Race 2 for Locost would be held with clearing skies and Stuart holding Pole position. A strange grid line up from the start marshalls saw Stuart on the front row on his own on the outside line, with Sian Stafford-Atkinson (#17) gridded on second, but on the inside of the second row, the marshalls seeming to decide the left hand side of the grid to be preferable for the second race. After some confusion with all drivers now placed on the opposite side of the grid to the actual paperwork issued by Race Control, Steve lined up in 3rd behind Stuart and as the lights went out moved directly into second place.
A quick run into Riches with Dave Berry (#29) being passed by Adam Lucas (#22) for 3rd place would see Adam correcting past the apex letting Dave slip back through. A swift run down to Montreal and Adam managing to rescue some banzai late breaking to enter the Bentley straight in 4th behind Dave. Meanwhile Steve pressed on in 2nd chasing down Stuart for the first lap and catching a good tow back past the line to finish lap 1 just 4/10ths behind Stuart in the lead. Progress could not be maintained and Stuart showed his class, pulling away from the field.
Lap 3 would see the appearance of Sam bradley (#60) who started from 11th as championship positions had been used for the grid and Sam had missed several races due to his GP2 commitments with the i-Sport Team during the year. Passing Steve for 2nd place across the start/finish line, Sam flew through Riches on the hunt for Stuart, Steve unable to maintain a similar pace. Sian would soon draw alongside on the Bentley straight, only to unfortunately suffer engine woes and drop fluids through several corners, finally pulling over after Riches a few laps later.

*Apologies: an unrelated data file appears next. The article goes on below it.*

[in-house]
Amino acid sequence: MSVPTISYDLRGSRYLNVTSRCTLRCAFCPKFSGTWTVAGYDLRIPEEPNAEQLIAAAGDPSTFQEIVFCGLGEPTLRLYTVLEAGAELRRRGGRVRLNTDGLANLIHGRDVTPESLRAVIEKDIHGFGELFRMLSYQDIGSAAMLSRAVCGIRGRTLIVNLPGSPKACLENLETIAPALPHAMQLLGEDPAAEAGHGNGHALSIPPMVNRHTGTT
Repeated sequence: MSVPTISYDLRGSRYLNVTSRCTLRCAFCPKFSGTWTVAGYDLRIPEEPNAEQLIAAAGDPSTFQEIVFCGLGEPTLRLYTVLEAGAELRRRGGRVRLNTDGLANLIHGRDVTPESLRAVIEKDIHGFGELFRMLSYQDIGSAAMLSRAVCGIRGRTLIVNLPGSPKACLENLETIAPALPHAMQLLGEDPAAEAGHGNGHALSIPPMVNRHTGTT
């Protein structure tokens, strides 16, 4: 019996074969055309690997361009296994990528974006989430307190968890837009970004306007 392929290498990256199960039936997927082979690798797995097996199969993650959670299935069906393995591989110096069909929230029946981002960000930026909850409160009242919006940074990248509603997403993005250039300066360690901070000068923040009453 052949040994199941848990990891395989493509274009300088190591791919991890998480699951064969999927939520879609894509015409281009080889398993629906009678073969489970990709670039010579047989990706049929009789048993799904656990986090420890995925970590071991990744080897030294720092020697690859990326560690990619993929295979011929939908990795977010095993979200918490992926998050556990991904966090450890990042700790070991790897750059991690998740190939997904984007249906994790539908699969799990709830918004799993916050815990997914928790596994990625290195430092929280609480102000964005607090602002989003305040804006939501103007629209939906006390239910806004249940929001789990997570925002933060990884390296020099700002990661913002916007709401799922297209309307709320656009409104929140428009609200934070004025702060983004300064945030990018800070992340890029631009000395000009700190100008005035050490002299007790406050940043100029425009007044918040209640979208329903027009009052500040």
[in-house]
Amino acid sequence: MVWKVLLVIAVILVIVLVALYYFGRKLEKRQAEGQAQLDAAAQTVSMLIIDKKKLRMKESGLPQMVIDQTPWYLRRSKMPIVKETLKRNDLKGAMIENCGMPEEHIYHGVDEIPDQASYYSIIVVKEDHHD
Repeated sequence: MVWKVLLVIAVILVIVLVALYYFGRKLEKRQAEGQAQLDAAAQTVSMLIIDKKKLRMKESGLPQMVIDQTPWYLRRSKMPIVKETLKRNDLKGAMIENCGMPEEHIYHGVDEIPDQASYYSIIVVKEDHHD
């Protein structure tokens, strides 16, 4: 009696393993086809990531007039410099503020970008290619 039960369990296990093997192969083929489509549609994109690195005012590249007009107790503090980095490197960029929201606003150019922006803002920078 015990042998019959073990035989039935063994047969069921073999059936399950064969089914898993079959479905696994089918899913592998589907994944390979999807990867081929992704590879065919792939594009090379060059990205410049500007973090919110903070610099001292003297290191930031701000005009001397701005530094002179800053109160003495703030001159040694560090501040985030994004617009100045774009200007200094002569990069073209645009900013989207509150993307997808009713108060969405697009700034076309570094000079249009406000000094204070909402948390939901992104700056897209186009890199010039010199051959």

With the slippery surface flag being displayed at several marshals posts, Steve drove cautiosly towards the checkered flag, but with one lap remaining, James McAllister (#10) sniffed the possibility of 3rd place for the taking and pressed hard to catch Steve. The pair chased through Coram towards Murrays chicane and with a better exit by James as Steve lost traction on dropped fluids, a drag to the flag was underway. Aware that every 100th would count, Steve caught a tow off a lapped Paul Todd (#37) pulling out from behind Paul before James could pull alongside and box him in. The cars crossed the line a dead heat, to 1/100th of a second for the closest finish for Steve yet. Only returning to the pit lane did Steve and James find out who had taken 3rd, and it was declared a dead heat with both drivers able to receive silverware. the in-car says it all!
With a good haul of points, the final objective for 2012 had been achieved with a top 10 championship finish in the bag, Steve bringing the car to a respectable 7th place out of almost 70 point scoring drivers.